The effect is something like an absurd and endless syllabus, constantly updating to remind you of ways you might flunk as a moral being.
Glad to see someone writing about one of my least favorite descriptions for art.
This usage seems to gesture everywhere but at the art itself, both as an admonishment to the audience and an indictment of the world that has begotten the themes contained in the work being discussed.
On the Basis of Sex. Paint-by-numbers biopic. RBG is pretty impressive and I’m glad I know more of her story now. Everyone does their part and we all leave inspired. It’s fine!
Shoplifters. It’s bittersweet and so, so good. I like this improvised family, formed by choice and by happenstance, lasting as long as convenience and commitment allow. But for how long? Lots of beautiful moments – out thieving, on the beach, enjoying a rainy afternoon. I like the “mother’s” transformation over the course of the film. Interesting to see side of Japan I’m not used to – the poor, the neglected. I like this one more and more since the time I saw it.
Asking yourself, “What am I doing when I like who I am?” seems to me to be a more direct way to figure out what you need more of (and what you need less of) in life, regardless of what you think you should need. Often, the healthy, fulfilling things we’ve drifted away from are things whose significance probably wouldn’t occur to us, until we start doing them again and see how much they contributed to our well-being.
Where Self-Esteem Comes From
I’m not of the opinion that a film absolutely needs to have a clear moral framework to have worth, but I do believe that making a film is a moral act. Even if the filmmakers pose questions to which they give no answers, the formulation and presentation of the questions themselves are loaded with a moral reasoning.
On The Vexing Moral Murkiness of “Sicario”.
The Big Sick. Funny, bittersweet rom-com. I should probably watch more comedy. Shout-out to Romano and Hunter. So great in their roles.
The Equalizer 2. I hope they just quietly let this franchise slip into obsolescence. Too much going on here plot-wise, and this edition of McCall seems to have a haranguing Cosby-esque vibe where the first one had more charm. I think the highlight for me was seeing Donald Cerrone’s bit part.
First Reformed. I dig it. Some great performances. I never knew what direction it was going to go.
The “time” just provides a framework to allow you to get to a place where it’s going to be hard. If you just did it casually, it would be much more comfortable, and I don’t think it would be as transformative or profound, on a personal level.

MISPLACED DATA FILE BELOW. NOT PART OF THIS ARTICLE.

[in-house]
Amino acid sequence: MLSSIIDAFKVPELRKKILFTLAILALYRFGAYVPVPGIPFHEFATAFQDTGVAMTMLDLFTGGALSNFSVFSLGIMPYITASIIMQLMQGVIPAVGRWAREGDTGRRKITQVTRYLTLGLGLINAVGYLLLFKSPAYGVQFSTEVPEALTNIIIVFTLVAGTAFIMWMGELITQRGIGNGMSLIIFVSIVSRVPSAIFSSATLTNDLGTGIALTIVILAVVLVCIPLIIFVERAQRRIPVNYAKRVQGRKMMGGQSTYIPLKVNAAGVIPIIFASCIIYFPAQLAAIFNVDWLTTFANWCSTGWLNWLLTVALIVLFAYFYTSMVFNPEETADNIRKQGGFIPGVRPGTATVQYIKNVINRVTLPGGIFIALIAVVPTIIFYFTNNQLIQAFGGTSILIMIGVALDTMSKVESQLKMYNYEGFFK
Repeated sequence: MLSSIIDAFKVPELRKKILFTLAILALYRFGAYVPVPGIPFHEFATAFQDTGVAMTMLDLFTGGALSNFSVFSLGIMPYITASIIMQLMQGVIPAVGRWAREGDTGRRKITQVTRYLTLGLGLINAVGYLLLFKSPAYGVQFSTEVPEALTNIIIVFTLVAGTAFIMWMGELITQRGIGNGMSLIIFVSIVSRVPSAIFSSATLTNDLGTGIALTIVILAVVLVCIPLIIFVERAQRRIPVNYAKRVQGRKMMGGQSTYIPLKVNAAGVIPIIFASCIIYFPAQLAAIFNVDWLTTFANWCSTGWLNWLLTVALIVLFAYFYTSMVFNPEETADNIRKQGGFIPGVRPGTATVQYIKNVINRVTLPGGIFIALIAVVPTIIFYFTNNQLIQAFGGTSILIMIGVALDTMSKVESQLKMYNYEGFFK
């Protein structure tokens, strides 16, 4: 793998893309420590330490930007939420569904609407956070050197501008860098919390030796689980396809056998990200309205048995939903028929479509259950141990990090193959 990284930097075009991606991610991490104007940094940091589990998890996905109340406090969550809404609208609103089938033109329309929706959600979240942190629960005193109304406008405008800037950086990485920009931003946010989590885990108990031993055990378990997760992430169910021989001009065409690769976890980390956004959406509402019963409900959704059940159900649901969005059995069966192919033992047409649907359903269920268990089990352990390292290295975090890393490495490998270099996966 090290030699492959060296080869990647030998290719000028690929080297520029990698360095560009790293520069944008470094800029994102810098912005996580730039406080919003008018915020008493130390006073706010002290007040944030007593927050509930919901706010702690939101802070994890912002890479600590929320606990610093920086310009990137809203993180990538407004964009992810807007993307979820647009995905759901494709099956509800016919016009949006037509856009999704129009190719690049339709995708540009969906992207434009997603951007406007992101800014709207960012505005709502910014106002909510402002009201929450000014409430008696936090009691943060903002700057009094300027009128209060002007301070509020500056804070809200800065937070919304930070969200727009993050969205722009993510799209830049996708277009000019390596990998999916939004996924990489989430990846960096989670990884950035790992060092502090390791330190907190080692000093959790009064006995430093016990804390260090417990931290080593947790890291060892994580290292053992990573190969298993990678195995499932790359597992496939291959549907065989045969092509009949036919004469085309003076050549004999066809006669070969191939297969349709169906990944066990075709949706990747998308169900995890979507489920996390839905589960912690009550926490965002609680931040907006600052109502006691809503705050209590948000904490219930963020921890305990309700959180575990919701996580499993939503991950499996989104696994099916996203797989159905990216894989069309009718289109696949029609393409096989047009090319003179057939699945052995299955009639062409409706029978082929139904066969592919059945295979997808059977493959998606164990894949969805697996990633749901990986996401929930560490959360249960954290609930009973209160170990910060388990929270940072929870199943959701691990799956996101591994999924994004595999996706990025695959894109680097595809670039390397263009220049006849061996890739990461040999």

So, I use the “time” as a beacon, or a motivator—whatever you want to call it—not to break a record, but more like if you challenge this time, it’s going to get you to a place where it’s going to be uncomfortable and hard and … you’re going to learn something.
Really loved that bit of Joe Grant’s Nolan’s 14 interview. It captured one reason a lot of my hikes turn out the way they do. I like being outdoors and have a few regular haunts. But sometimes I can’t talk myself into getting out until I have a “gimmick”, I call it. Some silly goal. Can I do 40 miles in a day? What’s it like to hike an all-nighter? Can I cover X distance in Y hours… with no running allowed? What if I hiked the same 3-mile loop until I lost my mind? So I put myself in these odd situations, and at times I’ve found myself 20 miles out from the trailhead, thinking, “Well, 20 miles to get back home. The only way home is to put the hours in… so might as well get on with it.” I go through all these emotional roller coasters and eventually there’s a certain peace that comes along, but only after I’ve really stretched.
Heat. Up to 7 or 8 viewings now? (Filed under: Heat). Caught a few more “time” references this go-round. Hanna’s wife offers him coffee before he heads out – can’t, no time. The daughter’s anxiety attack is about being late for her father. And of course the parting shot when Hanna meets with the snitch. One other minor thing: the Pietà statue at the hospital at the beginning of the movie is echoed by our protagonists at the end. I might have to call this my favorite movie.
Roma. It is a seriously beautiful but I left frustrated. In several emotional, daunting, or stressful moments the camera drifts away from our protagonist to just sort of take in the scenery. In form, it seems like it… doesn’t care? She’s a bit of a cipher. Perhaps that’s the point, and the broader time and place is what we’re meant to understand. You can see the climax coming a mile away. I like the water imagery, but the astronauts even more.
Harry Potter and the Sorceror’s Stone. What a delight. These movies could have gone off the rails in a million different ways, but they really came through. Somehow I felt the ~magic~ in this one, like literal gasping. So fun. (Side note: this came out 17 years ago???????)
Memories of Murder. I give this a solid A-. Pretty mesmerizing, and pretty depressing. I loved the lush orchestral score. Some Chinatown vibes here and there.
Bonnie and Clyde. The criminal road trip movie is a tough one. I think I respect and appreciate this one more than I enjoy it. Those birds at the end, though. What a moment! I’ll take Badlands over this one, given the choice.
The Game. Good harmless fun. Slowly plugging the holes in my David Fincher knowledge. Current rankings: